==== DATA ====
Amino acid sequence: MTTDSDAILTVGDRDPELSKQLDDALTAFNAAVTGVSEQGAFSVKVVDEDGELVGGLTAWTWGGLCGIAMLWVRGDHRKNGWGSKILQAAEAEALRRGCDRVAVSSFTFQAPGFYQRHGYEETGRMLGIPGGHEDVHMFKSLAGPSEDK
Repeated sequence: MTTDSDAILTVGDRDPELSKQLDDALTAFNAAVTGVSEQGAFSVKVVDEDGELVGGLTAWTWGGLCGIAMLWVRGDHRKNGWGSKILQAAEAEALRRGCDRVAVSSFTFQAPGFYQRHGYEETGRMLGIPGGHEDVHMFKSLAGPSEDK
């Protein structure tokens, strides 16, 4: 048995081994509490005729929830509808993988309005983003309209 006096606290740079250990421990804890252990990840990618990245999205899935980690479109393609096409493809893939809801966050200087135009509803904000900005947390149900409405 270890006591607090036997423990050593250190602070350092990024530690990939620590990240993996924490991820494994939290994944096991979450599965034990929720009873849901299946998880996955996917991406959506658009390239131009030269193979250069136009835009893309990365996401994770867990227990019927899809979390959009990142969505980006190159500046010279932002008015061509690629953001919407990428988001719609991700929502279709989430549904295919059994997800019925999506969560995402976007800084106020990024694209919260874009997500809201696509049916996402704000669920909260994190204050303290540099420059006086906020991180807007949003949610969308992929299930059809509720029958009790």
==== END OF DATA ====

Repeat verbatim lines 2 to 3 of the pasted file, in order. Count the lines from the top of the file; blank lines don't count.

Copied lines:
Repeated sequence: MTTDSDAILTVGDRDPELSKQLDDALTAFNAAVTGVSEQGAFSVKVVDEDGELVGGLTAWTWGGLCGIAMLWVRGDHRKNGWGSKILQAAEAEALRRGCDRVAVSSFTFQAPGFYQRHGYEETGRMLGIPGGHEDVHMFKSLAGPSEDK
């Protein structure tokens, strides 16, 4: 048995081994509490005729929830509808993988309005983003309209 006096606290740079250990421990804890252990990840990618990245999205899935980690479109393609096409493809893939809801966050200087135009509803904000900005947390149900409405 270890006591607090036997423990050593250190602070350092990024530690990939620590990240993996924490991820494994939290994944096991979450599965034990929720009873849901299946998880996955996917991406959506658009390239131009030269193979250069136009835009893309990365996401994770867990227990019927899809979390959009990142969505980006190159500046010279932002008015061509690629953001919407990428988001719609991700929502279709989430549904295919059994997800019925999506969560995402976007800084106020990024694209919260874009997500809201696509049916996402704000669920909260994190204050303290540099420059006086906020991180807007949003949610969308992929299930059809509720029958009790």